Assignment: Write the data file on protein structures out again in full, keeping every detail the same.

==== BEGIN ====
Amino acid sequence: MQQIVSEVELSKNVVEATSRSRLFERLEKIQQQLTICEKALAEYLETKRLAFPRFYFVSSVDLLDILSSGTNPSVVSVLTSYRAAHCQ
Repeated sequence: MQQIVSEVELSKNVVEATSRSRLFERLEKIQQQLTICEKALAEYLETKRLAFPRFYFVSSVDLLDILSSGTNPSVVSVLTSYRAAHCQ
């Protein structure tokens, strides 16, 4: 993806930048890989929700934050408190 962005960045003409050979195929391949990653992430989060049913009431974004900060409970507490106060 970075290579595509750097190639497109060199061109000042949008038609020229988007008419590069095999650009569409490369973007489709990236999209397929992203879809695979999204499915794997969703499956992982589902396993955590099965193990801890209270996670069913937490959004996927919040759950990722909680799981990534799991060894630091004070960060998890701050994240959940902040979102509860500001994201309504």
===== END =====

Amino acid sequence: MQQIVSEVELSKNVVEATSRSRLFERLEKIQQQLTICEKALAEYLETKRLAFPRFYFVSSVDLLDILSSGTNPSVVSVLTSYRAAHCQ
Repeated sequence: MQQIVSEVELSKNVVEATSRSRLFERLEKIQQQLTICEKALAEYLETKRLAFPRFYFVSSVDLLDILSSGTNPSVVSVLTSYRAAHCQ
């Protein structure tokens, strides 16, 4: 993806930048890989929700934050408190 962005960045003409050979195929391949990653992430989060049913009431974004900060409970507490106060 970075290579595509750097190639497109060199061109000042949008038609020229988007008419590069095999650009569409490369973007489709990236999209397929992203879809695979999204499915794997969703499956992982589902396993955590099965193990801890209270996670069913937490959004996927919040759950990722909680799981990534799991060894630091004070960060998890701050994240959940902040979102509860500001994201309504």